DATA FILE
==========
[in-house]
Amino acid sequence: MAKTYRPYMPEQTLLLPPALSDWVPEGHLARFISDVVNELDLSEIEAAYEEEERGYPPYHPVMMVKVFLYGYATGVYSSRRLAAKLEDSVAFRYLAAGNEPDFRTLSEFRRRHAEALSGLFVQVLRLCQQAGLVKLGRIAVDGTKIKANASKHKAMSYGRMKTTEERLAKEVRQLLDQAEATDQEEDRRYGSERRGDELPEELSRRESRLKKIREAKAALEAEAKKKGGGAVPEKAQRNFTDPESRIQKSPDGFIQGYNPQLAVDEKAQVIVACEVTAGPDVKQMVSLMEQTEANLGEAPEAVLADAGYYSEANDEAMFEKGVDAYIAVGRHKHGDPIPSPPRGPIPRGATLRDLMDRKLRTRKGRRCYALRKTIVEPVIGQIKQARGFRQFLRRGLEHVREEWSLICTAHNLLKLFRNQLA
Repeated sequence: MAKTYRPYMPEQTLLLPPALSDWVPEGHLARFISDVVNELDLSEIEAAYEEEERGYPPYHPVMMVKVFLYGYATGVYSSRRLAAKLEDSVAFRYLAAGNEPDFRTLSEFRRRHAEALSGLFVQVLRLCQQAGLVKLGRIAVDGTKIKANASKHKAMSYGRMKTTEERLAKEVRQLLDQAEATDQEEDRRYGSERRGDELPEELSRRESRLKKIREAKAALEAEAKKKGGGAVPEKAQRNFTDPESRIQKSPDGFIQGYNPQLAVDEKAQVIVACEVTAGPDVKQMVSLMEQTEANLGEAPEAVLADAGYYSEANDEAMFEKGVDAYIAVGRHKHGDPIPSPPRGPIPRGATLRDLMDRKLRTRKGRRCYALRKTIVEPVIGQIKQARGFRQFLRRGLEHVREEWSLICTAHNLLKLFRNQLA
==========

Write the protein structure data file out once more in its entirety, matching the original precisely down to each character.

[in-house]
Amino acid sequence: MAKTYRPYMPEQTLLLPPALSDWVPEGHLARFISDVVNELDLSEIEAAYEEEERGYPPYHPVMMVKVFLYGYATGVYSSRRLAAKLEDSVAFRYLAAGNEPDFRTLSEFRRRHAEALSGLFVQVLRLCQQAGLVKLGRIAVDGTKIKANASKHKAMSYGRMKTTEERLAKEVRQLLDQAEATDQEEDRRYGSERRGDELPEELSRRESRLKKIREAKAALEAEAKKKGGGAVPEKAQRNFTDPESRIQKSPDGFIQGYNPQLAVDEKAQVIVACEVTAGPDVKQMVSLMEQTEANLGEAPEAVLADAGYYSEANDEAMFEKGVDAYIAVGRHKHGDPIPSPPRGPIPRGATLRDLMDRKLRTRKGRRCYALRKTIVEPVIGQIKQARGFRQFLRRGLEHVREEWSLICTAHNLLKLFRNQLA
Repeated sequence: MAKTYRPYMPEQTLLLPPALSDWVPEGHLARFISDVVNELDLSEIEAAYEEEERGYPPYHPVMMVKVFLYGYATGVYSSRRLAAKLEDSVAFRYLAAGNEPDFRTLSEFRRRHAEALSGLFVQVLRLCQQAGLVKLGRIAVDGTKIKANASKHKAMSYGRMKTTEERLAKEVRQLLDQAEATDQEEDRRYGSERRGDELPEELSRRESRLKKIREAKAALEAEAKKKGGGAVPEKAQRNFTDPESRIQKSPDGFIQGYNPQLAVDEKAQVIVACEVTAGPDVKQMVSLMEQTEANLGEAPEAVLADAGYYSEANDEAMFEKGVDAYIAVGRHKHGDPIPSPPRGPIPRGATLRDLMDRKLRTRKGRRCYALRKTIVEPVIGQIKQARGFRQFLRRGLEHVREEWSLICTAHNLLKLFRNQLA